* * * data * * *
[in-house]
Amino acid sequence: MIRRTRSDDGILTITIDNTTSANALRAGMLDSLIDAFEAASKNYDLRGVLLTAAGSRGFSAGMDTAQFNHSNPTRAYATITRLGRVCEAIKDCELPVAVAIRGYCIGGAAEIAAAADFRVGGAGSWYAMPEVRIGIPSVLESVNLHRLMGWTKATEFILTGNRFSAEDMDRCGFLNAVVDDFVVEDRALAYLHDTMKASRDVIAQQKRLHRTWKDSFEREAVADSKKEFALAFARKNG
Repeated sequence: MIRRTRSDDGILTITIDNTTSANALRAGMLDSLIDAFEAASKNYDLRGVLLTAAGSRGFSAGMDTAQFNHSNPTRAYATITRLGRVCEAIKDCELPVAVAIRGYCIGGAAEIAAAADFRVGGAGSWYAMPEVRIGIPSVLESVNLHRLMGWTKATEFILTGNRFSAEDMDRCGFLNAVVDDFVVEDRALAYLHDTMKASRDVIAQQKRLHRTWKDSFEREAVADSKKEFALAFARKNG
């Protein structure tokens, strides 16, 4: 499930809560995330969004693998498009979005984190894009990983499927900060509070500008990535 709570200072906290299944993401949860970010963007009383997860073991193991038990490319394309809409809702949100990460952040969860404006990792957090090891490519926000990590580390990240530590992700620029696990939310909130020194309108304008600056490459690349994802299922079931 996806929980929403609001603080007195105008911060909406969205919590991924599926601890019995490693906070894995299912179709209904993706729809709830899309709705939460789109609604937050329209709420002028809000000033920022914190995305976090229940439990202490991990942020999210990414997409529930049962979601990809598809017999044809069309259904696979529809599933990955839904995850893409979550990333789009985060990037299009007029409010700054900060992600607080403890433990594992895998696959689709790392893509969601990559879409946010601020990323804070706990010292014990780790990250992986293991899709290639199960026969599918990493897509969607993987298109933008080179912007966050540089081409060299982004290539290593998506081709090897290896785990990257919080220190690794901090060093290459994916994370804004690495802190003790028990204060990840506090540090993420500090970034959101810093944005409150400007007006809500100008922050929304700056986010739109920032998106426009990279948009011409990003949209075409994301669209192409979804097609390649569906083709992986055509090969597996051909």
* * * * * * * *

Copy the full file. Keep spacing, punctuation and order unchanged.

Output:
[in-house]
Amino acid sequence: MIRRTRSDDGILTITIDNTTSANALRAGMLDSLIDAFEAASKNYDLRGVLLTAAGSRGFSAGMDTAQFNHSNPTRAYATITRLGRVCEAIKDCELPVAVAIRGYCIGGAAEIAAAADFRVGGAGSWYAMPEVRIGIPSVLESVNLHRLMGWTKATEFILTGNRFSAEDMDRCGFLNAVVDDFVVEDRALAYLHDTMKASRDVIAQQKRLHRTWKDSFEREAVADSKKEFALAFARKNG
Repeated sequence: MIRRTRSDDGILTITIDNTTSANALRAGMLDSLIDAFEAASKNYDLRGVLLTAAGSRGFSAGMDTAQFNHSNPTRAYATITRLGRVCEAIKDCELPVAVAIRGYCIGGAAEIAAAADFRVGGAGSWYAMPEVRIGIPSVLESVNLHRLMGWTKATEFILTGNRFSAEDMDRCGFLNAVVDDFVVEDRALAYLHDTMKASRDVIAQQKRLHRTWKDSFEREAVADSKKEFALAFARKNG
């Protein structure tokens, strides 16, 4: 499930809560995330969004693998498009979005984190894009990983499927900060509070500008990535 709570200072906290299944993401949860970010963007009383997860073991193991038990490319394309809409809702949100990460952040969860404006990792957090090891490519926000990590580390990240530590992700620029696990939310909130020194309108304008600056490459690349994802299922079931 996806929980929403609001603080007195105008911060909406969205919590991924599926601890019995490693906070894995299912179709209904993706729809709830899309709705939460789109609604937050329209709420002028809000000033920022914190995305976090229940439990202490991990942020999210990414997409529930049962979601990809598809017999044809069309259904696979529809599933990955839904995850893409979550990333789009985060990037299009007029409010700054900060992600607080403890433990594992895998696959689709790392893509969601990559879409946010601020990323804070706990010292014990780790990250992986293991899709290639199960026969599918990493897509969607993987298109933008080179912007966050540089081409060299982004290539290593998506081709090897290896785990990257919080220190690794901090060093290459994916994370804004690495802190003790028990204060990840506090540090993420500090970034959101810093944005409150400007007006809500100008922050929304700056986010739109920032998106426009990279948009011409990003949209075409994301669209192409979804097609390649569906083709992986055509090969597996051909």